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December 3, 2012 - Update: Autologous Stem Cell Transplantation for Lymphoma and Myeloma

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Date: December 03, 2012
Time: 1:00 p.m. - 2:00 p.m. ET
Location: Telephone/Web
Read: Program Slides | Written Transcript
Listen: Presentation | Q&A Session
Access: Virtual Lecture

Topics Covered

  • The role of autologous stem cell transplantation (ASCT) to treat patients with myeloma
  • The role of ASCT to treat patients with lymphoma
  • Side effects management and other quality of life issues for ASCT patients
  • Key ASCT research topics
  • The importance of patient-provider communications

Speakers

Jonathan W. Friedberg, MD, MMSc
Professor of Medicine and Oncology
Chief
, Hematology/Oncology Division
James P. Wilmot Cancer Center
University of Rochester
Rochester, New York

Edward A. Stadtmauer, MD
Professor of Medicine
Leader
, Hematologic Malignancies Research Program
Abramson Cancer Center
University of Pennsylvania
Philadelphia, Pennsylvania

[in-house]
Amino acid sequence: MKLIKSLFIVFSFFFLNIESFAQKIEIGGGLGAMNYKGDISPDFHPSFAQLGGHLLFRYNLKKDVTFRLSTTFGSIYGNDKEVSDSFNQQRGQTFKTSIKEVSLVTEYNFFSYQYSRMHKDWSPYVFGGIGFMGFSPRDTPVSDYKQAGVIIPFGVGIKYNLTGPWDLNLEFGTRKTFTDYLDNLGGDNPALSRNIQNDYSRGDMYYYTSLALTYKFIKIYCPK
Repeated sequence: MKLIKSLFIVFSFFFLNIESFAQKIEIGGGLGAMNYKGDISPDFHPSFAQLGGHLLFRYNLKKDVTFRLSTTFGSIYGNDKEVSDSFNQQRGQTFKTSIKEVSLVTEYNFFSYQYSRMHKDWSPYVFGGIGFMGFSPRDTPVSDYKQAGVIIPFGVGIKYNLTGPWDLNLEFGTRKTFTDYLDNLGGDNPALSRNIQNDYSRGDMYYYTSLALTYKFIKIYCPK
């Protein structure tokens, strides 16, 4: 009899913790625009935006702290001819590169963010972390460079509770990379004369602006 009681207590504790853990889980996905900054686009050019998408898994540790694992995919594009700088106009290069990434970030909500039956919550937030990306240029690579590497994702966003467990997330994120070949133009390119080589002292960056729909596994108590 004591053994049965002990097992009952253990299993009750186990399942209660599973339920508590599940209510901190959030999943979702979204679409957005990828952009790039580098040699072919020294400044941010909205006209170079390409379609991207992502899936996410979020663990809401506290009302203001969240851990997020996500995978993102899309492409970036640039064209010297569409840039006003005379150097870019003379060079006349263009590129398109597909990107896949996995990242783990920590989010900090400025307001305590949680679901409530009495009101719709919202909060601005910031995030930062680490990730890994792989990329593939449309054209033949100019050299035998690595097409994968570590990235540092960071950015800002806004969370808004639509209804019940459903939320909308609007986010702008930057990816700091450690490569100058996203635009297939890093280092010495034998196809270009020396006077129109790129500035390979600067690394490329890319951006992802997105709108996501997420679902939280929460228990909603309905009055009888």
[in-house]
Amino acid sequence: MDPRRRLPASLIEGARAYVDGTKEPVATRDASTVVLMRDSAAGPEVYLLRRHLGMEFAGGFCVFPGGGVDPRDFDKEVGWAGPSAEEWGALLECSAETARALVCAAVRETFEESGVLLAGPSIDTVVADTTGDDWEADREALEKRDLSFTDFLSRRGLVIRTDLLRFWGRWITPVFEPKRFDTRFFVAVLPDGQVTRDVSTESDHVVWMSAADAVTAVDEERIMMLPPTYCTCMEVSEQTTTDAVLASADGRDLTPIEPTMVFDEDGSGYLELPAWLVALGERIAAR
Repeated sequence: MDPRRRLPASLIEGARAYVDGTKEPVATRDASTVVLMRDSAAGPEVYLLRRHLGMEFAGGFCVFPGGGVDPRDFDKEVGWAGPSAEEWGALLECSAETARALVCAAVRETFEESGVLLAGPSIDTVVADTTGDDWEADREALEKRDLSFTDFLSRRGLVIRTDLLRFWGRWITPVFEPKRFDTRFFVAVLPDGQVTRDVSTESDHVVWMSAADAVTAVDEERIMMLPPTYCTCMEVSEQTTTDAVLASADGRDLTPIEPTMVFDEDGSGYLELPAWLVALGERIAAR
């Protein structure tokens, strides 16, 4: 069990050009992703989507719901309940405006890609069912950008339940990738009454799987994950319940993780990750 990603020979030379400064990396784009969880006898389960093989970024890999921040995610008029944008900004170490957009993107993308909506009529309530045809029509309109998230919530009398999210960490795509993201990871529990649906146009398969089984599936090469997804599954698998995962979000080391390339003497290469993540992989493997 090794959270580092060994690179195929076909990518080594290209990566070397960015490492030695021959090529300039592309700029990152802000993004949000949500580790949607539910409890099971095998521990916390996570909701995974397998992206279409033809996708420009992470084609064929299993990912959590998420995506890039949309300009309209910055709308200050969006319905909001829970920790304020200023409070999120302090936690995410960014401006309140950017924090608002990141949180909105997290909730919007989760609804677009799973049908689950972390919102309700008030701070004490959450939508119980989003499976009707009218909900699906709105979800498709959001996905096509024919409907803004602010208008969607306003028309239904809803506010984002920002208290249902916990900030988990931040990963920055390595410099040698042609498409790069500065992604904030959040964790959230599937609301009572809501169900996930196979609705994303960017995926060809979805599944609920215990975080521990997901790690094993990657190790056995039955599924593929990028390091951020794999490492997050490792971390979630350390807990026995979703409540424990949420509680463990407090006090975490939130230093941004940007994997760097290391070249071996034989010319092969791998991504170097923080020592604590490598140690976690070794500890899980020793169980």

Questions Asked by the Myeloma and Lymphoma Communities

  • How do you find an experienced autologous stem cell transplant center?
  • Is a transplant considered successful or not if a patient makes it a year after transplant and then the disease returns?
  • If a patient gets pneumonia easily and often after a donor transplant, what can he or she ask the doctor about activating his or her stem cells? 
  • If a myeloma patient has renal failure and the autologous stem cell transplant is not effective, what are the treatment options?
  • What type of maintenance could be used to help prolong a remission if a patient can?t use lenalidomide (Revlimid®)? 
  • Do patients receive any drugs prior to stem cell collection that help with the collection of stem cells from the blood? 
  • If stem cells were collected back in 1999, how long would those cells survive?  Would they still be good?  Could they ever be used if needed?  And what is the shelf life? 
  • If someone has been treated with the drug ibritumomab tiuxetan (Zevalin®), is he or she able to have a stem cell transplant?
  • If a patient harvested stem cells, is it better to get a transplant or just stay on Revlimid? 
  • Are there any clinical trials that are following stem cell transplant patients to assess side effects and treatments for them?

Sponsors and Supporters

This program is sponsored by The Leukemia & Lymphoma Society and supported by a grant from Sanofi-Aventis.

last updated on Thursday, July 10, 2014
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